Research Article

Mapping the malaria parasite druggable genome by using in vitro evolution and chemogenomics

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Science  12 Jan 2018:
Vol. 359, Issue 6372, pp. 191-199
DOI: 10.1126/science.aan4472

Dissecting Plasmodium drug resistance

Malaria is a deadly disease with no effective vaccine. Physicians thus depend on antimalarial drugs to save lives, but such compounds are often rendered ineffective when parasites evolve resistance. Cowell et al. systematically studied patterns of Plasmodium falciparum genome evolution by analyzing the sequences of clones that were resistant to diverse antimalarial compounds across the P. falciparum life cycle (see the Perspective by Carlton). The findings identify hitherto unrecognized drug targets and drug-resistance genes, as well as additional alleles in known drug-resistance genes.

Science, this issue p. 191; see also p. 159


Chemogenetic characterization through in vitro evolution combined with whole-genome analysis can identify antimalarial drug targets and drug-resistance genes. We performed a genome analysis of 262 Plasmodium falciparum parasites resistant to 37 diverse compounds. We found 159 gene amplifications and 148 nonsynonymous changes in 83 genes associated with drug-resistance acquisition, where gene amplifications contributed to one-third of resistance acquisition events. Beyond confirming previously identified multidrug-resistance mechanisms, we discovered hitherto unrecognized drug target–inhibitor pairs, including thymidylate synthase and a benzoquinazolinone, farnesyltransferase and a pyrimidinedione, and a dipeptidylpeptidase and an arylurea. This exploration of the P. falciparum resistome and druggable genome will likely guide drug discovery and structural biology efforts, while also advancing our understanding of resistance mechanisms available to the malaria parasite.

Malaria has a disproportionately negative impact on human health because its causal protozoan parasites are adept at changing their genomes to evade antimalarial drugs and the human immune system. A single human infection may result in upwards of 1012 asexual blood-stage parasites. Thus, even with a relatively slow random mutation rate (~10−9 per nucleotide site per mitotic division) in the parasite, within a few cycles of replication, each base in the P. falciparum genome can acquire a random genetic change that may render at least one parasite resistant to the activity of a drug or a human-encoded antibody. The recent evolution of artemisinin-resistant parasites in Southeast Asia now threatens both life-saving treatments and malaria-control efforts (1).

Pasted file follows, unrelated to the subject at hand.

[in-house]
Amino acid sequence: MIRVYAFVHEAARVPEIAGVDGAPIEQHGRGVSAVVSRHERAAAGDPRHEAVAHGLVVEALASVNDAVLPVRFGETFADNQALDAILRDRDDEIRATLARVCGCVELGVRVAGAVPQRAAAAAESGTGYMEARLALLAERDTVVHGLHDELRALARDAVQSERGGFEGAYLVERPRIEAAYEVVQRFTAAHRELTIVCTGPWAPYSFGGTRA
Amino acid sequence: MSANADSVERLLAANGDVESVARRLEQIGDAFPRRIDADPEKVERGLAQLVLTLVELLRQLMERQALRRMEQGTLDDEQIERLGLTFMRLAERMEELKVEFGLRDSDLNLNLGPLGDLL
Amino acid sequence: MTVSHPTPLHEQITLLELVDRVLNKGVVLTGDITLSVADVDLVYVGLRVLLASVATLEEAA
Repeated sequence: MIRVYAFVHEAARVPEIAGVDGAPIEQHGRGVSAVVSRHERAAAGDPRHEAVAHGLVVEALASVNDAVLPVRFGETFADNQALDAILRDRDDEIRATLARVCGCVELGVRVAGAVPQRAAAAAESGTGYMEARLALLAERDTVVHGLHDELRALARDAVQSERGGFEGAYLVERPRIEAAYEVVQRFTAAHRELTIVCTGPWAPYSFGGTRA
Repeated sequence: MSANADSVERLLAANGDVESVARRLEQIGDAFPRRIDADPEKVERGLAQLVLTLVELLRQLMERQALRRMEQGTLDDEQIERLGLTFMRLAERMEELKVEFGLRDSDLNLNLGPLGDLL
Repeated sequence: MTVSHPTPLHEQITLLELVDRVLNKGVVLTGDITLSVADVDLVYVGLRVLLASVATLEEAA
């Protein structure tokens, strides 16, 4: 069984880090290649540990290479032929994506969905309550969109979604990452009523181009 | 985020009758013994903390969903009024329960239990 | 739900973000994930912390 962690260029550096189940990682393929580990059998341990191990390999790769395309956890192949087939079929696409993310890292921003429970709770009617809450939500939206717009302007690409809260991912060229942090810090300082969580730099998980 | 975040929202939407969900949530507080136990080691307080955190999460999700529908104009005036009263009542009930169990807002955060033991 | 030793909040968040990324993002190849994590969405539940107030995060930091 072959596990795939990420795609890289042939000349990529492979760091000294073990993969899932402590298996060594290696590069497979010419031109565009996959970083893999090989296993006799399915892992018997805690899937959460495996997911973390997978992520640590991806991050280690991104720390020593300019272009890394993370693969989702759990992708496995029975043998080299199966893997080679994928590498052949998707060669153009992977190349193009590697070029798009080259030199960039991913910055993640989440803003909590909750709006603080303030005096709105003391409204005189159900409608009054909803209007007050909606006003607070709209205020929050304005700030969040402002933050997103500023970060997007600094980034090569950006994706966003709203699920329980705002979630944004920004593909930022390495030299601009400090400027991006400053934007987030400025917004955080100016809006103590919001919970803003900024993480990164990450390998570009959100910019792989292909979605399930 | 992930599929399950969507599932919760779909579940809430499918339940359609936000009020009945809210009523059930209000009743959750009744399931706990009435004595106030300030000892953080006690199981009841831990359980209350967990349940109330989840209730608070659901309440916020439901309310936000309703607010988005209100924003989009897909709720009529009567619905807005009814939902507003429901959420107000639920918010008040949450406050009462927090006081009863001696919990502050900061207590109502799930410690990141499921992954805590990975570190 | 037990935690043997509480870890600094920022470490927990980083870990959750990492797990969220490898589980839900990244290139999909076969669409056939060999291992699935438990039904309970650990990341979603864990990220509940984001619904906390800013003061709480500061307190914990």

Although this rapid evolution impedes our ability to control the disease, in vitro evolution in the presence of known antimalarials, followed by whole-genome sequencing of resistant clones, can be used to discover mediators of drug resistance (2). Testing for the evolution of resistance can also reveal antimalarial drug targets (3). Compared with targets that are validated using genetic knockdown methods, chemically validated drug targets are more valuable because their activity can be inhibited in cultured parasites by a small molecule. Furthermore, the inhibitor provides a tool for crystallization and chemical genetic studies. Most studies using this method to date have focused on single gene mutations in response to single compounds, even though, in many cases, additional allelic changes have been noted in P. falciparum clones during the acquisition of compound resistance.

Next-generation sequencing shows both neutral and positive selection

We systematically studied patterns of P. falciparum genome evolution by analyzing the sequences of clones resistant to diverse compounds with antimalarial activity across the P. falciparum life cycle. To investigate the genomic evolutionary response to treatment with small molecules, we assembled a collection of isogenic P. falciparum clones that had acquired resistance to an array of chemically distinct small-molecule growth inhibitors. Of the 37 different small molecules used during in vitro resistance evolution (table S1), 26 compounds were identified as having potent in vitro antimalarial activity from previous P. falciparum phenotypic screens (47). Others were chosen on the basis of medicinal chemistry optimization: the spiroindolone NITD678 (8) and the imidazolopiperazines GNF179, GNF452, and GNF707 (9). Respectively, NITD678 and the three imidazolopiperazines are similar to KAE609 and KAF156, which are recently discovered antimalarials that are now in clinical trials (10, 11). We also included the licensed antimalarials atovaquone and primaquine. Although three carbazoles (MMV019017, MMV009063, and MMV665882) and the three imidazolopiperazines (GNF707, GNF452, and GNF179) were structurally similar to one another (ChemAxon fingerprint score ≥ 0.7) (fig. S1), most compounds tested had a distinct variety of functional groups and heterocyclic substructures, with some compounds showing activity affecting different aspects of the parasite life cycle (tables S1 and S2 and fig. S1).